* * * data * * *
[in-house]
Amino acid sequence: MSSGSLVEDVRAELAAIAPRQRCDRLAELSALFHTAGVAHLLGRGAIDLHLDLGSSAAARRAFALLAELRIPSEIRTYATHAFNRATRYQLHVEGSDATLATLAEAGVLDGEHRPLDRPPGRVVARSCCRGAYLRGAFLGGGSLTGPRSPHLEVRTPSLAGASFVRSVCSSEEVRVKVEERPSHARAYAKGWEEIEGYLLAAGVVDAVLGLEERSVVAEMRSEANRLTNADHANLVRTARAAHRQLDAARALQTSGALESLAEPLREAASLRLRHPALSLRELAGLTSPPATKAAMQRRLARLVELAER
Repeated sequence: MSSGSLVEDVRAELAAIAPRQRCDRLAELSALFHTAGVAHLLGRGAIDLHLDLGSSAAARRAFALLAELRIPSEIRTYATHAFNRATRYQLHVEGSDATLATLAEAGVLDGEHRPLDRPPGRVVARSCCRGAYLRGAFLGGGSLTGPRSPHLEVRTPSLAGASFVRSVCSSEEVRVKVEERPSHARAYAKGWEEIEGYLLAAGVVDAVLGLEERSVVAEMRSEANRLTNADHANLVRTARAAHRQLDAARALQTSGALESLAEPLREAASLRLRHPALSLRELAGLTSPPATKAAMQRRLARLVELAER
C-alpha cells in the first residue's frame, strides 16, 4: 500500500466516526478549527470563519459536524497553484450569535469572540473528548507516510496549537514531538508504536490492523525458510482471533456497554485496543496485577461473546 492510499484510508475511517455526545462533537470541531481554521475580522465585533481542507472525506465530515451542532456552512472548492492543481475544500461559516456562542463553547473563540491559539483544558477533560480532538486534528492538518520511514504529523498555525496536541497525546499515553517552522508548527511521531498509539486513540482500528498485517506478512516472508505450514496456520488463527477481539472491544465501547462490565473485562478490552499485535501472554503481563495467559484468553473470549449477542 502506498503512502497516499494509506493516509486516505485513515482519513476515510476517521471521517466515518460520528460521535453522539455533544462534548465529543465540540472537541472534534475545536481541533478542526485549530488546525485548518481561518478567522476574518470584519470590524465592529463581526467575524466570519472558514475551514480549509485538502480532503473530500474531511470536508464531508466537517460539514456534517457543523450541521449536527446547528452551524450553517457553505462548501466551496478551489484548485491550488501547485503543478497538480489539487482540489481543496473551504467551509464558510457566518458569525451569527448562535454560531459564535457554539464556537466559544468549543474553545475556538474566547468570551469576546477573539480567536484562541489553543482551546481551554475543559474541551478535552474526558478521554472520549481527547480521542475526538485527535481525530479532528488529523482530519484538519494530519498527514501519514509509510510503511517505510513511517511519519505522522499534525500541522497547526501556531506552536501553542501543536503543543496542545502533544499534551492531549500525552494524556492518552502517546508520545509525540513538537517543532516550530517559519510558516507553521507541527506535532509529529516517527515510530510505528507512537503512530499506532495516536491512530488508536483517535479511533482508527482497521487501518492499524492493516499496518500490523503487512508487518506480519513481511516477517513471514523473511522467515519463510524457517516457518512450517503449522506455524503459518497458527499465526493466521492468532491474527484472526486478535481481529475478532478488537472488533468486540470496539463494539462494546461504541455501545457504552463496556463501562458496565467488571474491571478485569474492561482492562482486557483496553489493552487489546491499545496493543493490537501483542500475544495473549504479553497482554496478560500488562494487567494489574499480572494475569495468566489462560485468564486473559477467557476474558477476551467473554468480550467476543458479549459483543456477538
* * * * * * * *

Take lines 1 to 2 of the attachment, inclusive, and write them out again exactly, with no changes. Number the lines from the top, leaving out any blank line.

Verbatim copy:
[in-house]
Amino acid sequence: MSSGSLVEDVRAELAAIAPRQRCDRLAELSALFHTAGVAHLLGRGAIDLHLDLGSSAAARRAFALLAELRIPSEIRTYATHAFNRATRYQLHVEGSDATLATLAEAGVLDGEHRPLDRPPGRVVARSCCRGAYLRGAFLGGGSLTGPRSPHLEVRTPSLAGASFVRSVCSSEEVRVKVEERPSHARAYAKGWEEIEGYLLAAGVVDAVLGLEERSVVAEMRSEANRLTNADHANLVRTARAAHRQLDAARALQTSGALESLAEPLREAASLRLRHPALSLRELAGLTSPPATKAAMQRRLARLVELAER